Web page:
SOME OF YOU came to the day conference at St Mary’s University last Tuesday, The Catholic Church and International Relations, organised by the university’s Masters’ programmes in Catholic Social Teaching and Diplomacy and International Relations. The final keynote speaker was Archbishop Claudio Gugerotti, Apostolic Nuncio (that is, the Pope’s ambassador) to Great Britain (the papers will be published next year, but you can see some photos here. The nuncio’s address was inspiring and passionate, explaining theologically the basis of how the Church works, through the diplomacy of the Holy See and in other ways, to advance peace and reconciliation in the world. He also imparted a blessing to conference participants from Pope Francis. In his address he looked at the relationship Christians should have with nation states, and quoted a document from the early Church known as the Epistle to Diognetus, in which the author explains that for Christians ‘Every foreign land is to them as their native country, and every land of their birth as a land of strangers.’ This is one reason why the Church, drawing on the experiences of the people of Israel in the Old Testament, is so close spiritually to the experiences of migrants and refugees throughout history. Pope Francis, the most important moral leader in the world today, has repeatedly stressed the need for peace, for negotiations, in relation to the terrible war in Ukraine: today is the World Day of the Poor, and in his special message for today [it’s on the noticeboard in the porch and available here] the Holy Father says this: ‘The war in Ukraine has now been added to the regional wars that for years have taken a heavy toll of death and destruction. Yet here the situation is even more complex due to the direct intervention of a “superpower” aimed at imposing its own will in violation of the principle of the self-determination of peoples. Tragic scenarios are being reenacted and once more reciprocal extortionate demands made by a few potentates are stifling the voice of a humanity that cries out for peace. What great poverty is produced by the senselessness of war! Wherever we look, we can see how violence strikes those who are defenceless and vulnerable’. (sections 1 -2)

Catholic teaching about the unacceptability of war, which the pope has reiterated constantly, is not an optional extra – it is something we all need to follow. What is uncomfortable for many is that this teaching doesn’t just challenge aggressors such as the Russian Federation: it challenges the Republic of Ukraine and other countries which have been victims of unprovoked attacks: much of what the Holy Father has said and has tried to do has not gone down well in Ukraine, and it’s also a problem for war-mongering politicians in this country, much of the rest of Europe and the United States.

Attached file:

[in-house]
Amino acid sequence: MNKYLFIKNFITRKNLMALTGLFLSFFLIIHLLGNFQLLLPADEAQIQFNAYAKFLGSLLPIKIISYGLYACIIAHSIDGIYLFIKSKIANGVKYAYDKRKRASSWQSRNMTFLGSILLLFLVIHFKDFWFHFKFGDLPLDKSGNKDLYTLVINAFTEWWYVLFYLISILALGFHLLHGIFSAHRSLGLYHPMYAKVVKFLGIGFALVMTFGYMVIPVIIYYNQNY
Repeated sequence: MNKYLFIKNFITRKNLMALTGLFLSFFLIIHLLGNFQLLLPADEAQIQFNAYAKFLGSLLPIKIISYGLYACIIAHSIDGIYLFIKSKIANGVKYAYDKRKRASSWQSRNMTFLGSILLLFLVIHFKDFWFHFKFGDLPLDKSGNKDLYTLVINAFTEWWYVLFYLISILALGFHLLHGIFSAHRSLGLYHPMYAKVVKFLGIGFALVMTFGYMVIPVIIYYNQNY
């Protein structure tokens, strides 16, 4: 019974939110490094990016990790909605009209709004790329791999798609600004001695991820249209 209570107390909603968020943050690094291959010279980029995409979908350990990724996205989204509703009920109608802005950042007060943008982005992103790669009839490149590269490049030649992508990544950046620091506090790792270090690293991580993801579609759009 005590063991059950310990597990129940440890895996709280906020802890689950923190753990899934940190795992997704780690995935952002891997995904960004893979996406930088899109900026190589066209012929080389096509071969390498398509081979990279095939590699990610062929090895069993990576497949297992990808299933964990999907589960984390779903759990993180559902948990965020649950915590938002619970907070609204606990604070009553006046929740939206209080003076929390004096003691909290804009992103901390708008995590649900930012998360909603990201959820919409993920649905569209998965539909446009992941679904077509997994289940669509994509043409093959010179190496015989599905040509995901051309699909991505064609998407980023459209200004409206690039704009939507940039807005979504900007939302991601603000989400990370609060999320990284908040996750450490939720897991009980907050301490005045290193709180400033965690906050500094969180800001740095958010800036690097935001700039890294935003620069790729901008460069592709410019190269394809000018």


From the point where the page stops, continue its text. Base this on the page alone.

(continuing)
In this country today is also Remembrance Sunday, when we pray for the souls of those who have been victims of modern war: traditionally here the 11am Mass is a Requiem Mass for them. This is an important observance; many of us lost family members in the two world wars of the last century, and in our church a special memorial plaque names parishioners who died in the last war. You are not dishonouring them if you question some of the ways in which Remembrance Sunday is marked which are deeply militaristic, or if you are critical of the way in which the dead are manipulated in support of present day policies which support warfare: Christians need to reclaim it. Our Catholic Peace organisation Pax Christi (which we support financially with a special collection on Peace Sunday in January each year) has produced special material for today, and the picture on this front page is taken from that material – the basic leaflet, giving links to other resources, can be found at here. The authentic witness of Catholics is costly: we have been accused of treason and disloyalty for centuries, but it is important to take strength from one another and from the teaching ministry of the pope and the bishops. I will end with more words from the work which Archbishop Gugerotti quoted on Tuesday, the Epistle to Diognetus: ‘[Christians] love all people, and are persecuted by all. They are unknown and condemned; they are put to death, and restored to life. They are poor, yet make many rich; they are in lack of all things, and yet abound in all; they are dishonoured, and yet in their very dishonour they are glorified. They are evil spoken of, and yet are justified; they are reviled, and bless; they are insulted, and repay the insult with honour; they do good, yet are punished as evil-doers.’ (chapter 5)

Fr Ashley